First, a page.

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Wednesday, December 19, 2012
Not just balls and strikes (redux)
I have returned to writing about the infield fly rule, an expansion of the short defense I wrote in October. Thinking about particular examples of infield fly situations (or non-examples) in the context of the full baseball rulebook brought me back to the judge/umpire/calling balls-and-strikes analogy. In particular, I come back to the argument (which I have made before) that one problem with the analogy is that it understates the complexity of the decisions that umpires have to make. And I keep returning to one historic play that demonstrates this complexity.
The Situation: (sorry not to have video to embed--it's really hard to find baseball footage online): Game 4 of the 1978 World Series between the Dodgers and Yankees; Dodgers leading 2 games to 1 and 3-1 with the Yankees batting in the bottom of the sixth. Reggie Jackson on first, Thurman Munson on second, one out; Lou Piniella batting. Piniella hits a low (ankle-high) line drive up the middle, to the left of Dodgers shortstop Bill Russell. Russell moves to his left, catches the ball at his shoe tops, drops it, picks it up as his body is continuing to move left, steps on second for the force out, then throws to first. Jackson had stopped running when he saw Russell initially catch the line drive and he is standing between first and second. As Russell's relay is coming, Jackson (imperceptibly) sticks out his right hip; the ball hits his hip and caroms into right field. Munson scores, Piniella is safe at first.
Several separate columns labeled this one of the five worst (or at least most controversial) calls in World Series or postseason history. Maybe. But look at the rules and facts the umpires had to determine on the fly:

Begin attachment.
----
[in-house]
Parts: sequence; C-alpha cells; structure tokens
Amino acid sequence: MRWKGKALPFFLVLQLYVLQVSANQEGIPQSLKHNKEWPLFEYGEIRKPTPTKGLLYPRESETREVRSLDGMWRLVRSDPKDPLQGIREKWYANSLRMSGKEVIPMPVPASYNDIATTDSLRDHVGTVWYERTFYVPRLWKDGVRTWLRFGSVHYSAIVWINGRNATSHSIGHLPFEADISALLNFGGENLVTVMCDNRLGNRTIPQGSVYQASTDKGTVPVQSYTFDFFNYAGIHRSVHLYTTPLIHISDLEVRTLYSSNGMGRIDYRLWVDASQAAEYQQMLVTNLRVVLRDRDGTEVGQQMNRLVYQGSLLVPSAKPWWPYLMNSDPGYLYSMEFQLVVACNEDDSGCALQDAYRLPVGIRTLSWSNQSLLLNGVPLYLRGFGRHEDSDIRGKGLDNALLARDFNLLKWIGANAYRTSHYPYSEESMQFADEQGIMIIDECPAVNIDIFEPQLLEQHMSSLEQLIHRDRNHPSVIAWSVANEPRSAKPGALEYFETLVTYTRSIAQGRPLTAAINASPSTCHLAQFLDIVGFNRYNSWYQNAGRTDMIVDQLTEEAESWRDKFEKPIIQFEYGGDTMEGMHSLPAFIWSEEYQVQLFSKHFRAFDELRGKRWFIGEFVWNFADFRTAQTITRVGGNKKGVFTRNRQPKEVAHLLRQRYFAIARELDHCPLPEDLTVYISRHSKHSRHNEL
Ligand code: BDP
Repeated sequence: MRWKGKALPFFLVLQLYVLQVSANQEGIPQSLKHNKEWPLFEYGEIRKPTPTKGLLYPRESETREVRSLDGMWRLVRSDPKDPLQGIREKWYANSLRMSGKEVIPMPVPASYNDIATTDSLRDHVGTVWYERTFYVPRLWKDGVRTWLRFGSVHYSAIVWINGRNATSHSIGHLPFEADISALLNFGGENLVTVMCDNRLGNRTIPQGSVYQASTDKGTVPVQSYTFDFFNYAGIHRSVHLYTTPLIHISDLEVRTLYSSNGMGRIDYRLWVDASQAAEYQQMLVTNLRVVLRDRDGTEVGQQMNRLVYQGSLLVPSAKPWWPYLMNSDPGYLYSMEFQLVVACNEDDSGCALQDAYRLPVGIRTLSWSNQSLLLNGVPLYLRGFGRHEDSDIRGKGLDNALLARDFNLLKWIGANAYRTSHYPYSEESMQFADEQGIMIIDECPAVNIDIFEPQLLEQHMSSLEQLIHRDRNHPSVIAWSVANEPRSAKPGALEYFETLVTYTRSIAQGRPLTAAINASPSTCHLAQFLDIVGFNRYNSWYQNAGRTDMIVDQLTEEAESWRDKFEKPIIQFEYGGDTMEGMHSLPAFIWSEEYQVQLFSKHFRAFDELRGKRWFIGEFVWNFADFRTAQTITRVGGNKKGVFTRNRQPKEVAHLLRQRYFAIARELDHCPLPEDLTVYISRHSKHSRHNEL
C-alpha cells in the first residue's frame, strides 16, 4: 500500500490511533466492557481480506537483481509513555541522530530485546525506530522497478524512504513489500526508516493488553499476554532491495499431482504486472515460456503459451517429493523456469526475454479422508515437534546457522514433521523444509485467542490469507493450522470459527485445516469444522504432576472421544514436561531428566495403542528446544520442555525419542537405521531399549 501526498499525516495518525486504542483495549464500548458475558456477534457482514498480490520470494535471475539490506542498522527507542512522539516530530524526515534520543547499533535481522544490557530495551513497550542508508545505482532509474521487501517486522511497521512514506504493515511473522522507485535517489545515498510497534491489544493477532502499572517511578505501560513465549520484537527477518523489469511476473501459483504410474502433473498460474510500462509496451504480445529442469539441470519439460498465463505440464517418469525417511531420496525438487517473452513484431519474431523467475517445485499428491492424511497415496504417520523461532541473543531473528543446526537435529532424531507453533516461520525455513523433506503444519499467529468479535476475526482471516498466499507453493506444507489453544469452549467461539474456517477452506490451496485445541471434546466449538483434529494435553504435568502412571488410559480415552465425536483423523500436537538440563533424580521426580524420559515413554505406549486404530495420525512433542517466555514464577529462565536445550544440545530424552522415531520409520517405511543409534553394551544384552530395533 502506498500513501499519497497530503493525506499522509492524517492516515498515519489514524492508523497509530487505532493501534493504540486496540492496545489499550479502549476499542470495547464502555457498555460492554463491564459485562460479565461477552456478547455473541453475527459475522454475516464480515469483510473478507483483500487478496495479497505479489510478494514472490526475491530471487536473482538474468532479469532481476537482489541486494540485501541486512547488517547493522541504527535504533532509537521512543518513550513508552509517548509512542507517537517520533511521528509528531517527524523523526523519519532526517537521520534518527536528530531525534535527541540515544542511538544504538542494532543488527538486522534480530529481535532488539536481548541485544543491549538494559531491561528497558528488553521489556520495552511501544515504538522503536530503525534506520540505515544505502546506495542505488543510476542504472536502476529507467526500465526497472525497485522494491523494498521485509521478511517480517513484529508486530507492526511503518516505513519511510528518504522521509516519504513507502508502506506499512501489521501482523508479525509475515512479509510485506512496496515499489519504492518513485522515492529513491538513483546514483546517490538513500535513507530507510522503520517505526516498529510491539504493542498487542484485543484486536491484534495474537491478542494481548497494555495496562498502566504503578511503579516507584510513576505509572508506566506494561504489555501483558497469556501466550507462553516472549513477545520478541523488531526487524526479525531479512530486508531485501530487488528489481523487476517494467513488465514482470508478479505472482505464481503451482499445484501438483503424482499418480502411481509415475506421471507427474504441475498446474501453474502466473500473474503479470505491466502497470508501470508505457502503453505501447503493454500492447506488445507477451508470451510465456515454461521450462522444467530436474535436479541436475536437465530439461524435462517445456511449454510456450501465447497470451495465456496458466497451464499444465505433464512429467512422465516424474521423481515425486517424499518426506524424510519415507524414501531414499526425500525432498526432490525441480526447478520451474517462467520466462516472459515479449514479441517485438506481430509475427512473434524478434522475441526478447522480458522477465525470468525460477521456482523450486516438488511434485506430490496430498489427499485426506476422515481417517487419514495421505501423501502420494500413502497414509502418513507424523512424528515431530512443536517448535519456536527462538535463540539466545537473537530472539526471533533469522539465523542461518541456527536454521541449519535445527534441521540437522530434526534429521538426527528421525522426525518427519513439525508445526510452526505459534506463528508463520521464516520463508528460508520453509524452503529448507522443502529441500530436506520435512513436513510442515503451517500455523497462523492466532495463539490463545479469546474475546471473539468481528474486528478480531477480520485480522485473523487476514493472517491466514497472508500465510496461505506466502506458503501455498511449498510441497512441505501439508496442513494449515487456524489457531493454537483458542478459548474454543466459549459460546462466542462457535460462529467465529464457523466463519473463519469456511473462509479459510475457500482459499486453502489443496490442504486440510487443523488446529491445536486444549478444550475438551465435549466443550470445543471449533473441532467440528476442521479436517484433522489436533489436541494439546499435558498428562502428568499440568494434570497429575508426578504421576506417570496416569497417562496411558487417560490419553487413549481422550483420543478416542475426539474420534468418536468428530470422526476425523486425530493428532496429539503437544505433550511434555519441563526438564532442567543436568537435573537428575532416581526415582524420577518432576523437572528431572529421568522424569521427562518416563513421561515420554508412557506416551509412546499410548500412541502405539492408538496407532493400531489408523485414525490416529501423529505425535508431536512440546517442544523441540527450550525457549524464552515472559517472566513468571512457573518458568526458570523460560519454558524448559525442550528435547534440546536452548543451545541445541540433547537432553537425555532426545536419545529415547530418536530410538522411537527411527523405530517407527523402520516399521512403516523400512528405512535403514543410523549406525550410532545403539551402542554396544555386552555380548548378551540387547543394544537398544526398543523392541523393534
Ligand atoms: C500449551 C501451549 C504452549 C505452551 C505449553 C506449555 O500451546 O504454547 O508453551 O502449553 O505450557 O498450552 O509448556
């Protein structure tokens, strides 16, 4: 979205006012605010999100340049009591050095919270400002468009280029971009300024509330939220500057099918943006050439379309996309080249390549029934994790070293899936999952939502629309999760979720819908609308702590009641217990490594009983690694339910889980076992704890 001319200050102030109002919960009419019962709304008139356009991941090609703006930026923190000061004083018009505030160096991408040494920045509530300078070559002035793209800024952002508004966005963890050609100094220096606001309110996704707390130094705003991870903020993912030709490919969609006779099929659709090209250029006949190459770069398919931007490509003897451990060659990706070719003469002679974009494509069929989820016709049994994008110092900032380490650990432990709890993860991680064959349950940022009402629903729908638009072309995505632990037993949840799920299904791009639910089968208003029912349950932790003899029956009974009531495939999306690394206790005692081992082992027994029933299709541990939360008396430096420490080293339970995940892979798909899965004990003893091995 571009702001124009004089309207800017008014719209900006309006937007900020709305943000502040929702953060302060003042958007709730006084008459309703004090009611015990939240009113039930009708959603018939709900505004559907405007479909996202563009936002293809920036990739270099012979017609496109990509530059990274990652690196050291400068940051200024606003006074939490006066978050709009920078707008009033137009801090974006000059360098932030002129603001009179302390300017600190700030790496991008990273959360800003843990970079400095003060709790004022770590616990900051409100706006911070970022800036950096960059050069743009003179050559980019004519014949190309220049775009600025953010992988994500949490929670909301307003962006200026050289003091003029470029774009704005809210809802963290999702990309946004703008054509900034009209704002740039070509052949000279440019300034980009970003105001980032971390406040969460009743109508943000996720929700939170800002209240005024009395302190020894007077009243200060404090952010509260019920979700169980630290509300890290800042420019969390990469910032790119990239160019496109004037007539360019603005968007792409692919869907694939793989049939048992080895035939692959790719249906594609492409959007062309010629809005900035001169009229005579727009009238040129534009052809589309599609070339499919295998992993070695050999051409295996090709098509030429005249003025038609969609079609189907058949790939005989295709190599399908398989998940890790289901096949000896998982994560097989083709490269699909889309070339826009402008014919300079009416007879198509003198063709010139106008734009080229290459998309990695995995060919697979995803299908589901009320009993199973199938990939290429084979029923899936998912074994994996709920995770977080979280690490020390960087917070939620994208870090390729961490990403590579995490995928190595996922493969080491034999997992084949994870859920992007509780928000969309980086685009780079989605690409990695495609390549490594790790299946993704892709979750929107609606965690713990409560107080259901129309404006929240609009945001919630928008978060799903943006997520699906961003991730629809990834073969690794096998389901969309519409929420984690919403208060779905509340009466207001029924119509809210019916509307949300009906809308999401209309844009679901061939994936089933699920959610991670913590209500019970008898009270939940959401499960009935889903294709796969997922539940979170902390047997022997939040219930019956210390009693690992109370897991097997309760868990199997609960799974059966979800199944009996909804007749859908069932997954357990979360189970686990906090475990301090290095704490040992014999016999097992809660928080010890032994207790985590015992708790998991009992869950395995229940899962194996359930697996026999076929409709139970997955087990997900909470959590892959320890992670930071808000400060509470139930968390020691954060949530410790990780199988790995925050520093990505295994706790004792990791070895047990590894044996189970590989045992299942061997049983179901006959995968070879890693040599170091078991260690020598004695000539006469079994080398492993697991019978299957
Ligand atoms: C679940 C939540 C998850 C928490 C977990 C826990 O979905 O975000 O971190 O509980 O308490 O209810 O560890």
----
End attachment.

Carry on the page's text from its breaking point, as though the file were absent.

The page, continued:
1) Infield Fly: This is a potential infield fly situation (runners on first and second, less than two out). So the second-base umpire first had to determine that the ball hit was a line drive, to which the IFR does not apply, rather than a fly ball. Easy enough decision to make here--the ball clearly is a line drive and not easily playable--but the umpire at least must consider the rule in passing.
2) Intentionally Dropped Ball: Rule 6.05(l) provides that a batter is out and the ball is dead if an infielder intentionally drops a fair fly ball, including a line drive, where any force out is in effect. So the second base umpire had to determine whether Russell had intentionally dropped the ball to get a double play. He concluded it was not deliberate, presumably by reading where the ball was hit, how quickly and far Russell had to move to his left, and Russell's body language suggesting he was scrambling to pick the ball back up rather than being in control.
3) Interference: This is the one for which this play is remembered. Rule 7.09(f) provides that both the base runner and the batter are out and the ball is dead if a base runner "willfully and deliberately interferes" with a fielder in the act of fielding a batted ball with the "obvious intent to break up a double play." So the question is whether Jackson "willfully and deliberately" interfered with Russell's relay throw. The first base umpire decided he was not, presumably because Jackson was genuinely hung-up on the play. The runner need not move all the way out of the baseline as the throw is coming (they usually do as a matter of self-preservation). It appears on slow-motion that Jackson did stick his right hip out as the ball approached, but the umpires did not have that luxury of breaking the play down that much.
Whether you think the call was right or wrong probably depends on your rooting interests--I was 10 years old and living in northern New Jersey at the time. My point is that the umpires actually had a huge amount to watch, process, and interpret. And it is far from a simple or robotic task.
Update: Someone found the play on YouTube for me. Here it is: